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The savvy church has quietly turned its worship program into one of Australia’s biggest music exports.

It’s a full house at New York City’s Hammerstein Ballroom when a heavenly bassline starts to ripple through the crowds. Spotlights come up on a bearded singer in a denim jacket who looks remarkably like Post Malone without the tattoos, and the 10-piece band starts to play. The crowd lifts its hands. Up above, a band of angels playing harps and flutes on the hand-painted ceiling seems to look down with approval.

In the foyer, uniformed security guards dig through bags as their owners are eyed going through a metal detector. It’s a typical scene for this major music venue. But instead of IDs being checked on the other side, a smiling woman greets arrivals: “Welcome to church!”

It’s 10 a.m on a recent Sunday in January, and the Manhattan location of Australian megachurch Hillsong is about to kick off its first service of the day. It’s one of five services the church will do today in New York, and the 8,000 worshippers expected to come through the doors are just some of the 50 million people worldwide estimated to sing Hillsong songs in church each week.

The venue and the numbers are indicative of the unprecedented international success Hillsong has had overseas, not only as a church but as a Christian music brand. A brand that, without broadcasting it to the local music industry, has steadily grown to be one of Australia’s biggest music exports.

Megachurch a Mega Export

While Hillsong – which counts celebrities like Justin Bieber and Kyrie Irving among its followers – is well known for its music within the Christian scene, the true scope of its international success may not be fully understood by those on the outside.

Data provided by Nielsen Music to Rolling Stone shows songs by the three Hillsong groups were streamed more times on demand in the United States last year than Aussie exports Tame Impala, Sia, rockers AC/DC, or 5 Seconds of Summer. Hillsong music might just be the biggest Aussie act mainstream Australia hasn’t listened to.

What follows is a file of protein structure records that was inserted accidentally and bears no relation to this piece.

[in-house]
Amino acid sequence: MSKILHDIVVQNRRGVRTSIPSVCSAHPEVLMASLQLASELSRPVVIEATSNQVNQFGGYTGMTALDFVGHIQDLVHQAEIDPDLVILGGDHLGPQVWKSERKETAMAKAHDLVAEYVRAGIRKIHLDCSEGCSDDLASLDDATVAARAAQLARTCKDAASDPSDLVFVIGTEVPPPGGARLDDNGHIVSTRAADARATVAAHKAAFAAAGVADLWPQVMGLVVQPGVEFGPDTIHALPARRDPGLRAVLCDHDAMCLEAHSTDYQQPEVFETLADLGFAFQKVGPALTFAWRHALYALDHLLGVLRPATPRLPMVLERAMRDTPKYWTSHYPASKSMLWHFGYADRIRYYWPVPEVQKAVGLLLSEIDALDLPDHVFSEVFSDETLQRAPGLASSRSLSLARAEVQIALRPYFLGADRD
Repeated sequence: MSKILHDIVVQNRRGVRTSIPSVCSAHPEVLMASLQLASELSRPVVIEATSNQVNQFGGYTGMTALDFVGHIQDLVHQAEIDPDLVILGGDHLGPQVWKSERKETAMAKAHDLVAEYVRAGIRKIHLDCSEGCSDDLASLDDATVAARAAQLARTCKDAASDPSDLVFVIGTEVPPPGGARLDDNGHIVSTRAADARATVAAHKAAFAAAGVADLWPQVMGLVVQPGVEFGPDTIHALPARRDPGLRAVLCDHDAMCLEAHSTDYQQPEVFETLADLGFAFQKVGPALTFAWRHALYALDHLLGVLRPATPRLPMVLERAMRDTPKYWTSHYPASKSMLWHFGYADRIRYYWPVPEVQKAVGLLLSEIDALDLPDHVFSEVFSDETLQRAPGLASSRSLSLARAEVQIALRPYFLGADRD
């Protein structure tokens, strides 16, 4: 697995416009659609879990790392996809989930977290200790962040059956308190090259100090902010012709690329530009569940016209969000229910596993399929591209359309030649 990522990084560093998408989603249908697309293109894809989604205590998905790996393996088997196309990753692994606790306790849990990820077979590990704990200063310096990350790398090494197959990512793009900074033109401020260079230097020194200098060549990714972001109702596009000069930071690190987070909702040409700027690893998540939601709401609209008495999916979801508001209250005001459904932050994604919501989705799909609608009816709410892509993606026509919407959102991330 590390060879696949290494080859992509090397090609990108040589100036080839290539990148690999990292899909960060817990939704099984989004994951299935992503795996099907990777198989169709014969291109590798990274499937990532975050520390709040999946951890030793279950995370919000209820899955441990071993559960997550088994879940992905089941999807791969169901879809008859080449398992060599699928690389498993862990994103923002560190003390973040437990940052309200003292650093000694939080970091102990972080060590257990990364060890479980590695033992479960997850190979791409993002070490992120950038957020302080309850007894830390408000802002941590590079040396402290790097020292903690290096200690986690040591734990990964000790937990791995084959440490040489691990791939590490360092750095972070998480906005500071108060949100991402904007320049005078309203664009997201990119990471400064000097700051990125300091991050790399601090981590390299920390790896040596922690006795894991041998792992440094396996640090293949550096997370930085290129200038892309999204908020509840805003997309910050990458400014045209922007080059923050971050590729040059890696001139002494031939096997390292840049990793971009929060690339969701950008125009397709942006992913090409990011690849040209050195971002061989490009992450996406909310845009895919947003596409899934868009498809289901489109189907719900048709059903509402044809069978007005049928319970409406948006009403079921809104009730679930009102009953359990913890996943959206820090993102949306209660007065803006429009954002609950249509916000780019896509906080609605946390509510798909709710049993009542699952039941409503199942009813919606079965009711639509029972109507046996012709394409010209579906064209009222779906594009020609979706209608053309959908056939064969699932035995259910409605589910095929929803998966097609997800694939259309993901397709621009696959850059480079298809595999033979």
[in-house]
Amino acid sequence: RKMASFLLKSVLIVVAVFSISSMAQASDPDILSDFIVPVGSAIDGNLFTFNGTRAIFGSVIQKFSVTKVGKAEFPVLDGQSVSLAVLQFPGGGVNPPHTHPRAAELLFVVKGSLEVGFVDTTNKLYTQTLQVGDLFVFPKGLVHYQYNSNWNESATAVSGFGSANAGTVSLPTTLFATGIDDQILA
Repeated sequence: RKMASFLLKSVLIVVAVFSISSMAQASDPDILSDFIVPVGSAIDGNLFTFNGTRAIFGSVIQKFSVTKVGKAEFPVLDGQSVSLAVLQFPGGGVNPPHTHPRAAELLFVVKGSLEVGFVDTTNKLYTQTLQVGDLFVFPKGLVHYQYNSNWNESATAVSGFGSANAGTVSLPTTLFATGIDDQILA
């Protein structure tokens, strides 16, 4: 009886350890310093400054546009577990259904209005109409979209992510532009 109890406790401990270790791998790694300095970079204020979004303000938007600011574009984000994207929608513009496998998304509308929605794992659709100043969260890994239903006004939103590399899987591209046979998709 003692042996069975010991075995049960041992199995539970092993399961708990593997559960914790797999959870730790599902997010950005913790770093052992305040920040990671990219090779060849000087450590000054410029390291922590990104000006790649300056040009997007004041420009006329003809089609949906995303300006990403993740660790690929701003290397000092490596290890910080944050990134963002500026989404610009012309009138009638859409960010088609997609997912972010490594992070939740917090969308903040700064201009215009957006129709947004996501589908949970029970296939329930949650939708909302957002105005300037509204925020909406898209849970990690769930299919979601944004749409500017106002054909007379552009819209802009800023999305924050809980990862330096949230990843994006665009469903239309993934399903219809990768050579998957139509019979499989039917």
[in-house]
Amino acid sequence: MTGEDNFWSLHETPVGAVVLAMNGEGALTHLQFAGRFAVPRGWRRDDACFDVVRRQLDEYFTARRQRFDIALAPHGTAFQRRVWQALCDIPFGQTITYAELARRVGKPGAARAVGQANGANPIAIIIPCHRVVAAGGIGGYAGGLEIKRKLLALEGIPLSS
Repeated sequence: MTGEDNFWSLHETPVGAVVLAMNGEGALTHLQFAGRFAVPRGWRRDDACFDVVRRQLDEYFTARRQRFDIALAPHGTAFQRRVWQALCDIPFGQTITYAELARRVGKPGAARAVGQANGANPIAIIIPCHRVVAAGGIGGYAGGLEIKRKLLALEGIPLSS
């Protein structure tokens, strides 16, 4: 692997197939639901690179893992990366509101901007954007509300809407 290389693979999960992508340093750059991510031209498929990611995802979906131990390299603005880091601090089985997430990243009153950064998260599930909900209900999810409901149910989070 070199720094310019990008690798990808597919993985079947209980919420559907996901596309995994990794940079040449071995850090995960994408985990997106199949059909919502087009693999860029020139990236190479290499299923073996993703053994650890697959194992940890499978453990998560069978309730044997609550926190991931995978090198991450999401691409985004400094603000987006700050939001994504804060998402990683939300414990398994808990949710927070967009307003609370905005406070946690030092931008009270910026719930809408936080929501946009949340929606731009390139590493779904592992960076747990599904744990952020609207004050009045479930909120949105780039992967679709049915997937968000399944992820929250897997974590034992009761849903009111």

“It’s not a prominent brand in Australia necessarily to anyone other than those who are embracing what the messages are,” Sounds Australia Executive Producer Millie Millgate says. Her organisation helps represent the Australian music industry at international events. “They’re not constantly sending out press releases here, you’re not always hearing what they’re doing… until you find out they’ve won a Grammy.”

The Hillsong Conferences have become massive affairs, with their Sydney edition bringing in close to 40,000 people. Photo by Hillsong

Hillsong sprung onto the world stage in 1996 with the song “Shout to the Lord”, and has since become one of the most internationally recognised Australian music labels and a leader in global worship music. Hillsong albums have reached number one on Billboard’s Top Christian Albums 15 times. In 2018 Hillsong won a Grammy in Contemporary Christian Music for its track “What a Beautiful Name,” which has been viewed on YouTube more than 342 million times.

But Hillsong Music Publishing manager Steve McPherson doesn’t think the average Australian would be aware of Hillsong Music’s international success. “People may see the charting success of our albums in this country but would have no idea of what our music is doing around the world, especially in the USA.”

At home, Hillsong has won ARIAs for album sales (though some in the music industry complained the albums were flogged to a captive audience in church conferences). One of its groups, Hillsong United, is in the top 10 Australian artists streamed on Spotify globally – but not among the top 10 Aussie artists streamed on Spotify locally.